Risk & reward while investing

The 7 Kinds of Risks that you should know before investing in Mutual Funds

Would you consider Driving to be risky?

It can be risky for someone who doesn’t know how to drive or for someone who is unaware of the basic rules of driving. But for someone who knows the rules and drives well, it must seem like a joy ride. The only risks a good driver can encounter are the risks that are out of his control. For instance, bad weather, rash drivers on the road, break failure, etc. Similarly, when it comes to Mutual Funds, despite doing everything right, there are certain aspects an investor will have to keep an eye out for. Risk assessment, Diversification, Determination of objectives etc, are the few characteristics that the investor can control. But just like everything else in life, there are certain unforeseen events that even your Mutual Fund Manager cannot predict. Thus, despite it being one of the most secure investment options, there are certain things that an investor must look into before investing in Mutual Funds. This is not to say that every investment will face problems until its period of maturity, but that the investors should be aware of the possible issues that they might have to encounter while they are invested in the market.

Market Risk

Type of Investment affected: All

There is a certain type of risk called Systematic risk that is inherent to the entire market or an entire market segment.  This risk affects the market as a whole and is not sector-specific. Another characteristic of this risk is that it is unforeseen in nature. It is unpredictable and unavoidable. This risk cannot be mitigated by diversification.  Unsystematic risk is a type of risk that is sector-specific and does not affect the entire market. Such risks can be abated through diversification.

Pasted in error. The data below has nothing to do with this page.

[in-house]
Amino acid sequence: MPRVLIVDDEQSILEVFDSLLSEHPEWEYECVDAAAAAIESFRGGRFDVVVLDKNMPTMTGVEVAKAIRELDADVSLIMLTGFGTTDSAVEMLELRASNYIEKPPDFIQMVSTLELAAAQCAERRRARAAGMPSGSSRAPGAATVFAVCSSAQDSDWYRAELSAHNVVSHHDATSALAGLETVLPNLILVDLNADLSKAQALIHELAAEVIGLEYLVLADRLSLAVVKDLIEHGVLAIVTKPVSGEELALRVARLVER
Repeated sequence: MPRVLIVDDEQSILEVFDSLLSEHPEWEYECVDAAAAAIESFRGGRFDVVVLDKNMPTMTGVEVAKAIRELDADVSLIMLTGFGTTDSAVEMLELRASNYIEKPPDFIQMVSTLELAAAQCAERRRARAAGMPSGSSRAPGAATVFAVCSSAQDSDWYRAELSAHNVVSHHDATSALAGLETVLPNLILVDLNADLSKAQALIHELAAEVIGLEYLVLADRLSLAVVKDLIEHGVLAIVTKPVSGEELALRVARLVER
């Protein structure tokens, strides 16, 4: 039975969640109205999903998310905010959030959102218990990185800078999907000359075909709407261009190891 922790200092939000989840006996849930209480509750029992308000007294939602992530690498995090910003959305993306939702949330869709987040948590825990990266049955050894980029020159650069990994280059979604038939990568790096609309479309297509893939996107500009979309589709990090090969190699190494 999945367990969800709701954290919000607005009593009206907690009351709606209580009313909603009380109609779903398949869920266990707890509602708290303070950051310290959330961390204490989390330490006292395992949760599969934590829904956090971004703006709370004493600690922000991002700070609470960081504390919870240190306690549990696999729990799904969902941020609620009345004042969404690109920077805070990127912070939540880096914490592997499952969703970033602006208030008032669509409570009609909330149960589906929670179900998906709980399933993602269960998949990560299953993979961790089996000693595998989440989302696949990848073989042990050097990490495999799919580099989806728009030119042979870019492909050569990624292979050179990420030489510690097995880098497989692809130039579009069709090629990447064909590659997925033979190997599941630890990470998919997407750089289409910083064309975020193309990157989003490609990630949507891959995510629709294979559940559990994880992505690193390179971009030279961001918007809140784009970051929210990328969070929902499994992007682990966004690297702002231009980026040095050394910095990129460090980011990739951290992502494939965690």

Liquidity Risk

Type of Investment affected: All

Thinly traded securities carry the danger of not being easily saleable at or near their real value. This is the risk stemming from the lack of marketability of an investment that cannot be bought or sold quickly enough to prevent or minimize a loss. It is typically reflected in large price movements especially to the downside. The rule of thumb is that, the smaller the size of the security or its issuer, the larger its liquidity risk. The fund cannot sell an investment that is declining in value, because there no buyers.

Credit Risk

Type of Investment affected: Fixed income securities

If a bond issuer cannot repay a bond, it may end up being a worthless investment. In short, how stable is the company or entity to which you lend your money when you invest? How certain are you that it will pay the interest that it has promised, or repay your principal when the investment matures? If there is even a hint of doubt when you answer any of these questions, you have a lot to think about.

Interest Rate Risk

Type of Investment affected: Fixed income securities

The value of fixed income securities generally falls when interest rates rise. Changing interest rates affect both equities and bonds in many ways. Generally, when interest rates rise, prices of the securities fall and when interest rates fall, prices of the securities rise. Interest rate movements in the Indian debt markets can be volatile leading to the possibility of large price movements up or down in debt and money market securities and thereby to possibly large movements in the NAV (Net Asset Value).

Country Risk

Type of Investment affected: Foreign investments

The value of investments made in other countries depends on the balance of economy and status of the country. Should the political structure change or the conditions in that country become unstable, the value of investments will change accordingly. A simple change in government policies can also have an adverse impact on your investments. Thus, it is important to keep track of the changes in the country in which you have made your investments.

Currency Risk

Type of Investment affected: Investments denominated in a currency other than the Indian Rupee

If you have investments that are denominated in a currency other than the Indian Rupee, the slightest difference in the other currency will have an impact on your investment. If the other currency increases in value against the INR, it is advantageous for you, but if the other currency declines against the INR, the investment will lose value.

Inflation Risk

Type of Investment affected: All

Also referred to as ‘loss of purchasing power’, Inflation risk affects all types of investment. There is uncertainty over the future real value of your investment. For example, a loaf of bread that used to amount to Rs. 20 a few years ago, amounts to Rs.30 today. This means that the purchasing power of Rupee has come down. One cannot get the same number of things in Rs.100 today as a few years back. Whenever the rate of inflation exceeds the earnings on your investment, you run the risk that you will actually be able to buy less, not more. Therefore, there is always the risk that Inflation can undermine the performance of your investment.

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